February 12, 2016
This piece is the first in a four-part series chronicling stories from farmers and ranchers who have experienced success with the Conservation Stewardship Program (CSP)
Farming and ranching is more than just a job; according to Alabama farmer, Miguel Otero, it’s a way of life.
“I guess farming is something you carry in your genes,” said Miguel. “If you’re raised that way, you just kind of go back to it.”
When Miguel emigrated from Cuba to the United States in 1970 he was forced to give up thousands of acres of land, where he had been producing a variety of fruits, vegetables, and coffee. Although he had to leave behind his farm in Cuba, agriculture continued to call to him.
“I promised myself that one day I’d have some land and some cows and do my own thing,” said Miguel. “Little by little my wife and I started moving up the ladder…that’s when we decided to move up here [to Alabama].”
Today Miguel raises poultry and cattle on his farm in Houston County, Alabama. As a small farm operator, he knows there are many things he can do to increase the productivity of his farm while still maintaining the integrity of the land he owns, but the high time commitment and financial investment required by some of the conservation practices made them less appealing.
Enter Miguel’s local Natural Resources Conservation Service (NRCS) office. Agents at his local office helped Miguel to enroll in the Conservation Stewardship Program (CSP), which provided support for him to expand upon existing and bring in new conservation techniques.
“[The CSP program] helped me maintain my pastures so I can rotate my cows more effectively,” Miguel says.
By using an intensive rotational grazing program, Miguel can ensure that his pastureland is used efficiently and experiences even manure distribution, which leads to improved nutrient cycling, greater carbon sequestration, and better forage. These practices are not only beneficial for the environment, but also better for his cattle. Maintaining healthy pastures with diverse, growing forage plants protects the soil from erosion and reduces risks to water quality.
Thanks to CSP funding, Miguel was also able to plant cover crops, which reduce erosion, improve soil health and water quality, help suppress weed pressures, and break pest cycles.
Overall Miguel is happy he made the switch to a more sustainable farming system and has found working through the CSP program with NRCS staff to be a positive experience.
“The staff have been very helpful,” he said. “They told me if you don’t get [funding] this year, just keep signing up, don’t get discouraged. They’ve helped us tremendously, I’ve always really appreciated them.”
Conservation Stewardship Program Sign-up Happening Right Now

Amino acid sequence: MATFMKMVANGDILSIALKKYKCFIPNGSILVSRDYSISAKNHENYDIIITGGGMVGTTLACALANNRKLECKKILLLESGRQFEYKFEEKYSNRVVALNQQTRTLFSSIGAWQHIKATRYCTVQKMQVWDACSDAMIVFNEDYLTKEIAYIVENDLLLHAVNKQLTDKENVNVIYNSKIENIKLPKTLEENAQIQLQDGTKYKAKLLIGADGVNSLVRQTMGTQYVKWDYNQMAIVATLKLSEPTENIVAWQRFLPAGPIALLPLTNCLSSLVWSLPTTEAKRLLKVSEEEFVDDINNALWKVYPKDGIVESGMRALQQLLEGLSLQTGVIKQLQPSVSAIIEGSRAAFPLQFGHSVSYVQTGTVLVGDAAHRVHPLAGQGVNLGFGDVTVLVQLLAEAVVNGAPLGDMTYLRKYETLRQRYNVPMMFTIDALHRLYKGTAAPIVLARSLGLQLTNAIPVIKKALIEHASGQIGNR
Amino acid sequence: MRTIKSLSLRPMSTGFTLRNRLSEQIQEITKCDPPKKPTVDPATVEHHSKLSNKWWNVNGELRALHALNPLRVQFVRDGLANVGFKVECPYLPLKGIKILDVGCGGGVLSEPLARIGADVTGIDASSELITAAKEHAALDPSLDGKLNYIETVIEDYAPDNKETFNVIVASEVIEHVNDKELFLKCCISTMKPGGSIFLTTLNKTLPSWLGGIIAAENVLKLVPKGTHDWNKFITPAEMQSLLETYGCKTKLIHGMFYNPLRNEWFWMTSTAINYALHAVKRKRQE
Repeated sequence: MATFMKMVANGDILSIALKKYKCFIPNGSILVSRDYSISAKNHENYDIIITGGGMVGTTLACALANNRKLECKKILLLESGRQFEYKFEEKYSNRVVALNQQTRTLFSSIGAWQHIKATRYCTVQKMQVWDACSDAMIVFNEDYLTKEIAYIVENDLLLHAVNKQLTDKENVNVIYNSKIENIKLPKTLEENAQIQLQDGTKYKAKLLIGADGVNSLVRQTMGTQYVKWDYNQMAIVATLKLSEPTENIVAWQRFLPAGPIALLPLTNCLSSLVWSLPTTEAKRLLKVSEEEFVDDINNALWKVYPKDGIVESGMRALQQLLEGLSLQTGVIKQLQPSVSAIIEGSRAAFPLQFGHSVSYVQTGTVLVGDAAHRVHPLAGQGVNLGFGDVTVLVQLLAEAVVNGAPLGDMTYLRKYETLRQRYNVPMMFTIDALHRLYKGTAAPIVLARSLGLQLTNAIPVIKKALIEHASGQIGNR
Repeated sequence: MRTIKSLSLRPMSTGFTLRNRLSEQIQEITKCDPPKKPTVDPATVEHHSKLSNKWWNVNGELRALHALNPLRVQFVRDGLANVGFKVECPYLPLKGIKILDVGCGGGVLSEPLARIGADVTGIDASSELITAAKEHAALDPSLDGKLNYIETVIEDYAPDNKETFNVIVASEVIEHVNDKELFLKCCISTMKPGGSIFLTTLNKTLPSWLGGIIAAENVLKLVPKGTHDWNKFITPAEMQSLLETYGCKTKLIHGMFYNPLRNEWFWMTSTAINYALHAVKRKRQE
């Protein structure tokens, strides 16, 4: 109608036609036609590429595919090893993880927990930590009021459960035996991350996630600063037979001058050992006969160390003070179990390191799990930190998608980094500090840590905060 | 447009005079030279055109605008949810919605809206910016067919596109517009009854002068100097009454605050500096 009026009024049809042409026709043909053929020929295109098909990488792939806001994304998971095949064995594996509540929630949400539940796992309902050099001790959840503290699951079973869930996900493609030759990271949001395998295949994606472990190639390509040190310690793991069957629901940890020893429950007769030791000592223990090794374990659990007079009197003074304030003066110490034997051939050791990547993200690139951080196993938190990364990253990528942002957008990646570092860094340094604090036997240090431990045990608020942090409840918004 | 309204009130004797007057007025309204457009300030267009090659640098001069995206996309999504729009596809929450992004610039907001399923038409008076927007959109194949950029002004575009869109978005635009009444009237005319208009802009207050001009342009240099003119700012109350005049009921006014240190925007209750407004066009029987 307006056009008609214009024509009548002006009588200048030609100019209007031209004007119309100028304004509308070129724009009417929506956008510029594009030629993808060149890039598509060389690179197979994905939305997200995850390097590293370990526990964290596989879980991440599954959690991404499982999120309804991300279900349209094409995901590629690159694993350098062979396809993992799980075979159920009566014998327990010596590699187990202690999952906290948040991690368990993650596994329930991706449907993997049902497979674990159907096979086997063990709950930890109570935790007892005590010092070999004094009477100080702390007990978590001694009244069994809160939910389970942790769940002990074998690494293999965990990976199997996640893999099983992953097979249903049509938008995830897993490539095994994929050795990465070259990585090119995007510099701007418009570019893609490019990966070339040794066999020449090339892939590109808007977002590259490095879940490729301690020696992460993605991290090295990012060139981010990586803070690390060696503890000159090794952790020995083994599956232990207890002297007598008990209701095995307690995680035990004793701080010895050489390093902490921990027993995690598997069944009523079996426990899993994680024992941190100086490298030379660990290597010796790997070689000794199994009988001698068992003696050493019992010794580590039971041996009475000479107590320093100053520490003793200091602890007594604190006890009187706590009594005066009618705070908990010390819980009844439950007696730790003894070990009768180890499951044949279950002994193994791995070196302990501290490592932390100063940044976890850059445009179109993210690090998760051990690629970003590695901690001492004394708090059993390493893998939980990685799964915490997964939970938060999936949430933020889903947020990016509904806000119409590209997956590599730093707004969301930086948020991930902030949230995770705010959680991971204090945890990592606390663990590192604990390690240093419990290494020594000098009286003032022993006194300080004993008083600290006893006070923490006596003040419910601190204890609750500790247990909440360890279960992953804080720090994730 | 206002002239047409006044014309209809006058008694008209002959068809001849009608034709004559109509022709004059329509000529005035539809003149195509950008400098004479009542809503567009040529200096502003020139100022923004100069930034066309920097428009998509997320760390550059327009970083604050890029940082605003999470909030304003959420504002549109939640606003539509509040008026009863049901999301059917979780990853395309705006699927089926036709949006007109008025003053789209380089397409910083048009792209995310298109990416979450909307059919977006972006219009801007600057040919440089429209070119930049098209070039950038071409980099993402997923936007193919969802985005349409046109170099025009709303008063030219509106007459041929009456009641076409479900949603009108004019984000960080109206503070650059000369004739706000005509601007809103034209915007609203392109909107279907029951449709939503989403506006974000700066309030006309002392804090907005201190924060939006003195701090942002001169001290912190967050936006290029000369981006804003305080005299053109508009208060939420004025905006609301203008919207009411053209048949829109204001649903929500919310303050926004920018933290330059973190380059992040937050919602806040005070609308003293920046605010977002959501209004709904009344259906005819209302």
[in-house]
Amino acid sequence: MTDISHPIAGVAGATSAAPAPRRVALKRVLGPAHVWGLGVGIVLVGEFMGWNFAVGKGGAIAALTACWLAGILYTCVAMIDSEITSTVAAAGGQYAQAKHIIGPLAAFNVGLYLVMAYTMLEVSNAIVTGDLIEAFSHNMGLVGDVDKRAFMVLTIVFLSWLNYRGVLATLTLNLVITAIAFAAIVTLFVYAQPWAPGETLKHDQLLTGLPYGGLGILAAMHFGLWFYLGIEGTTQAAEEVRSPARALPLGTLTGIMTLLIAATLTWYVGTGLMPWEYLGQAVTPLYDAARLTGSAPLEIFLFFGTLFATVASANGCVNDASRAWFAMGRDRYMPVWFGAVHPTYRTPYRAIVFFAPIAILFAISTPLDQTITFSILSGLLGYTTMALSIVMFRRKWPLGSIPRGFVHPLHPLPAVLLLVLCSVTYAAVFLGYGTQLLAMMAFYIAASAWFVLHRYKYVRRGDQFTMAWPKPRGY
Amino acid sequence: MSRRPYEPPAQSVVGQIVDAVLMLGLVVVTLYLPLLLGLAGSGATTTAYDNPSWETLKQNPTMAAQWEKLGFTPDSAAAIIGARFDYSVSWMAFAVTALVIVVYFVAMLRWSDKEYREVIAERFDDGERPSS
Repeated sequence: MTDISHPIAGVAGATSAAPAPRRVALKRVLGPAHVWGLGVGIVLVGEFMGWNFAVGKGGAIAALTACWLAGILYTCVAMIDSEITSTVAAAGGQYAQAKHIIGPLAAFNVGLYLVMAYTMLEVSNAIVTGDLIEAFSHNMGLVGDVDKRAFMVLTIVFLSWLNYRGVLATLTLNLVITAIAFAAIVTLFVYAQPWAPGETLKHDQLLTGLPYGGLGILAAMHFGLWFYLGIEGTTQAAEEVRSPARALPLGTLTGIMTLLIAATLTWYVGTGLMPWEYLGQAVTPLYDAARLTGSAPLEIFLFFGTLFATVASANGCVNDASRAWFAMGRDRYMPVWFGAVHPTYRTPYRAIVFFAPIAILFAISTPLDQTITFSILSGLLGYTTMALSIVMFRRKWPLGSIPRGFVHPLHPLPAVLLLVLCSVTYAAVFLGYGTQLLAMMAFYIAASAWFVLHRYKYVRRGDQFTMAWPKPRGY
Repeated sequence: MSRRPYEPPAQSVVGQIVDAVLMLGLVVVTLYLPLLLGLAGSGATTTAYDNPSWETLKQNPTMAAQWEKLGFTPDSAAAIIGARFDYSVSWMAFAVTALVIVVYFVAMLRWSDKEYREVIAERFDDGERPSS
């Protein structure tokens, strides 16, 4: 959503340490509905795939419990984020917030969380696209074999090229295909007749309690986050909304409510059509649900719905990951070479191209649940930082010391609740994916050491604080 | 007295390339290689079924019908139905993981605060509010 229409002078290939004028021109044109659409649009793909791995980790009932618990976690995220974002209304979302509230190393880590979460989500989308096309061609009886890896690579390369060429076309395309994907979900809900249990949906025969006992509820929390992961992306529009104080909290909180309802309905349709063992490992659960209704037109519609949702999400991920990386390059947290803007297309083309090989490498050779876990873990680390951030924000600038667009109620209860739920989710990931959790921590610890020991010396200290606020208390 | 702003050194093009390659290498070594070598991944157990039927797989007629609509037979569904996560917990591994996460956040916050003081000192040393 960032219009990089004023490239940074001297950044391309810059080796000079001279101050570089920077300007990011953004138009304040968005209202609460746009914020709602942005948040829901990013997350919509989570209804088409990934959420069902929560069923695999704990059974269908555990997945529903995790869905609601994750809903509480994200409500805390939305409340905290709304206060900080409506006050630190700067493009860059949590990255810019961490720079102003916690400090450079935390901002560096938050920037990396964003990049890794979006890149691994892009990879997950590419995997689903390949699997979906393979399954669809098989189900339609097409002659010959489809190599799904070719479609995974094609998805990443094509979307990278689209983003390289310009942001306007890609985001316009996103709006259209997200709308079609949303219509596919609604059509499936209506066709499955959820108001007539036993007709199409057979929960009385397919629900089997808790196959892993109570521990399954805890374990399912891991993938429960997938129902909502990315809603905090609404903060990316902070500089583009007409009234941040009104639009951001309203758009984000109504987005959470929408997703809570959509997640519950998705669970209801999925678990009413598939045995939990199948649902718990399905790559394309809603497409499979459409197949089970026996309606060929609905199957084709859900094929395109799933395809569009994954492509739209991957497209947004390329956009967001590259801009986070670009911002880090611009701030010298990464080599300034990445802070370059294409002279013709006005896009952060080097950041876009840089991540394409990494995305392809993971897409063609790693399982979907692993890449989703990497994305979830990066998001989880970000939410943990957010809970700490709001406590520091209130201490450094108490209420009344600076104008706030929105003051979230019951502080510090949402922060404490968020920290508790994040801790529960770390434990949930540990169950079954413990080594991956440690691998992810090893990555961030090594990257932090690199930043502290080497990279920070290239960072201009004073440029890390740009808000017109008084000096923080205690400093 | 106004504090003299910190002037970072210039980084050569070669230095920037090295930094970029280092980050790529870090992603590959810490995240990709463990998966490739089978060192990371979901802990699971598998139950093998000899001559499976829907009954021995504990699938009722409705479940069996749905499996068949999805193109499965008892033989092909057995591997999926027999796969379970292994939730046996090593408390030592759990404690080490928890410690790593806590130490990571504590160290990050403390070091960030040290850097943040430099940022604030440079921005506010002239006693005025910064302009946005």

CSP provides technical and financial assistance to farmers, rewarding their conservation efforts on working lands. It is the largest federal conservation program of its kind and has nearly 70 million acres currently in the program.
This year, funding has been made available to enroll an additional 10 million acres in the program. Farmers and ranchers have until March 31 to submit the initial application. Current CSP participants who enrolled in 2012 also have until March 31 to renew their contracts for an additional five years before they expire at the end of this year.
This year in Alabama alone nearly 100,000 acres are available for new enrollments, plus 64,000 acres are up for five-year renewal contracts.
Farmers and ranchers are in a unique position to give back to the land that give so much to them and their families. CSP provides a unique opportunity for farmers and ranchers to protect the integrity of their land and receive support for comprehensive conservation efforts.
In order to support farmers and ranchers and encourage their involvement in this important program, the National Sustainable Agriculture Coalition (NSAC) has released its CSP Information Alert, a step-by-step sign-up guide to the program with full enrollment details, including a complete list of all conservation activities that qualify for awards.
NSAC has also published the more detailed, Farmers’ Guide to the Conservation Stewardship Program, which includes enrollment guidance, key definitions, explanations of the ranking and payment system, and helpful hints for accessing the program.
Printed copies of the Farmers’ Guide can also be purchased. To inquire about ordering printed copies, email NSAC at firstname.lastname@example.org.
To see more photos of CSP at work on the Otero Farm, please visit our Flickr page!
Categories: Conservation, Energy & Environment, Grants and Programs, Sustainable Livestock